Researchers found that the vaccine produced a partial protective response in the 80 volunteers who were immunized subcutaneously, or under the skin, by traditional needle and syringe in the trial at the Center for Vaccine Development in Baltimore. However, this response was significantly less than the 80 percent to 90 percent protective immunity the research team is intent on achieving. Researchers suspected that administering the vaccine more directly into the bloodstream, accelerating its path to the liver, might produce an even stronger response.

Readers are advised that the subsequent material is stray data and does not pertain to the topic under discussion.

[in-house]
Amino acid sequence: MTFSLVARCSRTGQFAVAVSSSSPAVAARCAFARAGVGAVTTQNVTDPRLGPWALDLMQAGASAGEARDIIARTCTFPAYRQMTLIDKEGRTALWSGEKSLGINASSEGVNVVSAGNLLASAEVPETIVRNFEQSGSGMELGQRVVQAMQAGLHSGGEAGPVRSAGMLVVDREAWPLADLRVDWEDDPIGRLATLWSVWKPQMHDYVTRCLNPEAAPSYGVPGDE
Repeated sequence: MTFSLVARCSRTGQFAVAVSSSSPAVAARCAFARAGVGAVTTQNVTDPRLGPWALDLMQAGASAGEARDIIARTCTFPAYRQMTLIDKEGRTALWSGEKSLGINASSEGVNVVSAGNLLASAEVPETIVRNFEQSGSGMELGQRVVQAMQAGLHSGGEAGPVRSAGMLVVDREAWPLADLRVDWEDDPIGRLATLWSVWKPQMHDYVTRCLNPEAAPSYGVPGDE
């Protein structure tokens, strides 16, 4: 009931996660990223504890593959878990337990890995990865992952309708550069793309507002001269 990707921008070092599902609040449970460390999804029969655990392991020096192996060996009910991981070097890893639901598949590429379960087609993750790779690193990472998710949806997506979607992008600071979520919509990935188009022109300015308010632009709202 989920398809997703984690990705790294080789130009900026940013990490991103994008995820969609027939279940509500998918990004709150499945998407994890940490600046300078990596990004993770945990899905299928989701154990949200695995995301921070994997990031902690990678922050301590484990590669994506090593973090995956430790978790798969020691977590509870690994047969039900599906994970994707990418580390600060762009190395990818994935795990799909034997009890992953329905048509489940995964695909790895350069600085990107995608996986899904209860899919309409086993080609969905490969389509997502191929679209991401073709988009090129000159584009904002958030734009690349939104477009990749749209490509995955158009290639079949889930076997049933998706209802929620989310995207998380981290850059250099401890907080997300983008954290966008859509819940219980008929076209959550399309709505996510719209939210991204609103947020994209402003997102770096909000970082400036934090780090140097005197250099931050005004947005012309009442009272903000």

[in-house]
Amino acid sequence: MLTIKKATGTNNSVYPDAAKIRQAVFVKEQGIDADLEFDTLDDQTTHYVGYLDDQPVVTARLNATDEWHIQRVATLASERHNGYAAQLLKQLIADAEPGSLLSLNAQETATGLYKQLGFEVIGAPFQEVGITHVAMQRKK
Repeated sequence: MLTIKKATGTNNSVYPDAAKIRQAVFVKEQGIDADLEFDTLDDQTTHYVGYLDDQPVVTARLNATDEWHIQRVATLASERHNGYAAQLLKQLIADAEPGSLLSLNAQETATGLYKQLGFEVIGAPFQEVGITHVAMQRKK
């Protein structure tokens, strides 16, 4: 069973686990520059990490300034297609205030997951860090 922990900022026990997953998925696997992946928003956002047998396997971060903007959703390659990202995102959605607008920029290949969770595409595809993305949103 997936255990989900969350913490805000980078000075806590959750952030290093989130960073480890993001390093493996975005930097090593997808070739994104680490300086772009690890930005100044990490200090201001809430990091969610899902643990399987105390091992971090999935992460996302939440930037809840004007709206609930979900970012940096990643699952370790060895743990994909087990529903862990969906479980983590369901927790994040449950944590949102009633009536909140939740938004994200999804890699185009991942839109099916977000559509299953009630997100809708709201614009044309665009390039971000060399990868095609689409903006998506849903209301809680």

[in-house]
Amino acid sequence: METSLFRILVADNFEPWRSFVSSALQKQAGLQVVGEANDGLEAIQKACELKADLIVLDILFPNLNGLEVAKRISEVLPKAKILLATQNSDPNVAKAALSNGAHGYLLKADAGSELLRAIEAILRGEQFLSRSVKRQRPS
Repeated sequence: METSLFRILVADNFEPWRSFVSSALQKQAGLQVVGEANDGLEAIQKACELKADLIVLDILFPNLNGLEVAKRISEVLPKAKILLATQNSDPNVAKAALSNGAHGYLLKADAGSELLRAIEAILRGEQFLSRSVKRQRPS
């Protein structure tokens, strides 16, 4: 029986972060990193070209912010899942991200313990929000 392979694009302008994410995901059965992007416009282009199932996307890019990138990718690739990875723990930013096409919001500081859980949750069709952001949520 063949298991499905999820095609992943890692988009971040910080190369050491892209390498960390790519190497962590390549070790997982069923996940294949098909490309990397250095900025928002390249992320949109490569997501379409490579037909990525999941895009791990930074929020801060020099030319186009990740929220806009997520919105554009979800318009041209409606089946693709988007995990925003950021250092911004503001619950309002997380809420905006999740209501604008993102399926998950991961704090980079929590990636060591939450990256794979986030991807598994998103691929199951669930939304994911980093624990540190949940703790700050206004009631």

Scientists consider a whole parasite vaccine to be the “holy grail” of malaria vaccine research. Such a vaccine is believed to be more capable of broadly protecting people against the scores of varying strains of malaria. Historically, vaccines are comprised of various proteins found in the virus or, in the case of malaria, the parasite. Recombinant vaccines — those comprised of various components of the parasite — often are narrowly protective against just certain strains. Whole parasite vaccines have seemed unattainable because of the many challenges of large-scale production and preservation of whole parasites, which can only be produced by infecting mosquitoes with malaria-infected blood. Using mosquitoes raised in aseptic conditions, Sanaria Inc. developed a unique large-scale production and cryopreservation process, allowing the parasite to be frozen, shipped to remote locations and safely thawed.
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